§ 7. Emergence of the railroad problem. In most charters and laws authorizing the building of railroads, either nothing was specified regarding rates, or maximum rates were fixed which proved to be so high that they were of little, if any, practical effect. But very soon began to appear some serious evils in the policy of railroads toward the shipping and traveling public in matters of rates and of service.
As the ownership of the wagons, ships, and canal-boats of a country is usually divided, ocean ports and points along the lines of trunpikes and canals enjoy competition between carriers. In the early days of the railroads it was believed that a company or the government would own the rails and charge toll to the different carriers, who would own cars and conduct the traffic, as was done on the canals. Experience soon showed the impracticability of this scheme and the need of unified management. An operating railroad company, therefore, has a monopoly at all points on its line not touched by other carriers. This, like any other monopoly, is limited; for the railroad, to secure traffic, is led to meet competition of whatever kind—that of wagons, canals, rivers, or of other railroads—wherever it occurs. The railroads in private hands early began to “charge what the traffic would bear,” high where they could and low where they must, to get the business. Thus developed the various forms of discrimination.
§ 8. Discrimination as to goods. Discrimination as to goods is charging more for transporting one kind of goods than for another, without a corresponding difference in the cost. When reasonably understood, this proposition does not apply to a higher charge for goods of greater bulk, as more per pound for feathers than for iron, the “dead weight” of car being much greater in one case than in the other. It does not apply where there is a difference in risk, as between bricks and powder, or coal and crockery; nor where there is a difference in trouble, as between live stock and wheat. Any difference that can reasonably be explained as due to a difference in cost is not discrimination; on the other hand, a difference in cost without a difference in rate is discrimination. Discrimination as to goods may be by value, as low rates for heavy, cheap goods, and high rates for lighter, valuable ones. Coal always goes at a low rate as compared with dry goods, and sometimes more is charged for coal to be used for gas than for coal to be used for heating purposes.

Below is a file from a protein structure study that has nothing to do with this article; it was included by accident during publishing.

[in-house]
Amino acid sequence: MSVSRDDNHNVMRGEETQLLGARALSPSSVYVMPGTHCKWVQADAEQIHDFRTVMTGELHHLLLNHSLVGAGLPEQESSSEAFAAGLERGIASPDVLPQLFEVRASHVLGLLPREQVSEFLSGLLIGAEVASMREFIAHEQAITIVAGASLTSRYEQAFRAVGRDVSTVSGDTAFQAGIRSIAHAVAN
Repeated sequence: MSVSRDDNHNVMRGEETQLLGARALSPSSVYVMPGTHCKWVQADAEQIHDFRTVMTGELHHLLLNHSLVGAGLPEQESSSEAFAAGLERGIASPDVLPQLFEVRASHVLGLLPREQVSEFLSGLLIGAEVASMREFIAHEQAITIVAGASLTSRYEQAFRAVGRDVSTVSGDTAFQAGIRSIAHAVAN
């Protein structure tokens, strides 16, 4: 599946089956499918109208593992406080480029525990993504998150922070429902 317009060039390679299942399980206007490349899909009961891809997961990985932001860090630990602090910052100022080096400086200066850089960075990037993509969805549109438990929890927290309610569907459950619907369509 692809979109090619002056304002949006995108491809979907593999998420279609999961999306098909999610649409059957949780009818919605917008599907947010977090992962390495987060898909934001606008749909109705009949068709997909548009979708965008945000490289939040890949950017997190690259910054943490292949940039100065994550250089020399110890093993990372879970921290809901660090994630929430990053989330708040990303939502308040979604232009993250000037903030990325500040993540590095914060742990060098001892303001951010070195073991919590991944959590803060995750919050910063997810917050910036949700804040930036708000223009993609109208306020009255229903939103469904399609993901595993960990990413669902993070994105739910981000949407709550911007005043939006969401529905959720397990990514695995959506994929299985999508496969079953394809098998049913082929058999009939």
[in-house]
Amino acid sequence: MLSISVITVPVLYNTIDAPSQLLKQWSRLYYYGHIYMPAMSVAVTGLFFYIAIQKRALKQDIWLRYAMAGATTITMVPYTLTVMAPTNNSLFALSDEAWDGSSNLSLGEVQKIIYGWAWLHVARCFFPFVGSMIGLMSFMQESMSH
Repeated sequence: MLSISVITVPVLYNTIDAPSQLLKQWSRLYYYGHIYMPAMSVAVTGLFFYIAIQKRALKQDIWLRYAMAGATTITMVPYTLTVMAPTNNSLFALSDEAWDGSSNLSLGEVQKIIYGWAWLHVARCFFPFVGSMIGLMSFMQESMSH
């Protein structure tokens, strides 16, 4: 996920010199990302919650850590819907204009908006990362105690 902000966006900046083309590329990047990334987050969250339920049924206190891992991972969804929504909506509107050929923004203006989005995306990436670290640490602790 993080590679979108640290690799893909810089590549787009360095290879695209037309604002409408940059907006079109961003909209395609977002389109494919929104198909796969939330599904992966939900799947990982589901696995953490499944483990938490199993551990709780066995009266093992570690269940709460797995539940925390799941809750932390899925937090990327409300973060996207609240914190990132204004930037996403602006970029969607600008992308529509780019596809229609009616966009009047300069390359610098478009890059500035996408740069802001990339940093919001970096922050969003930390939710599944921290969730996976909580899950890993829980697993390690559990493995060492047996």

Railroad discrimination so frequently has resulted in injustice to the shipping public that the term has taken on an evil significance. But it is well to observe that the word discrimination is not derived from crimen (crime), but from discernere (to discern). There are both reasonable and unreasonable forms of discrimination. In general, discrimination as to goods more often appears, under certain conditions and made with due regard to the public interest, to be reasonable; less often to be justified is the form of local discrimination next to be described; and least often of all to be justified is the last-named form of personal discrimination.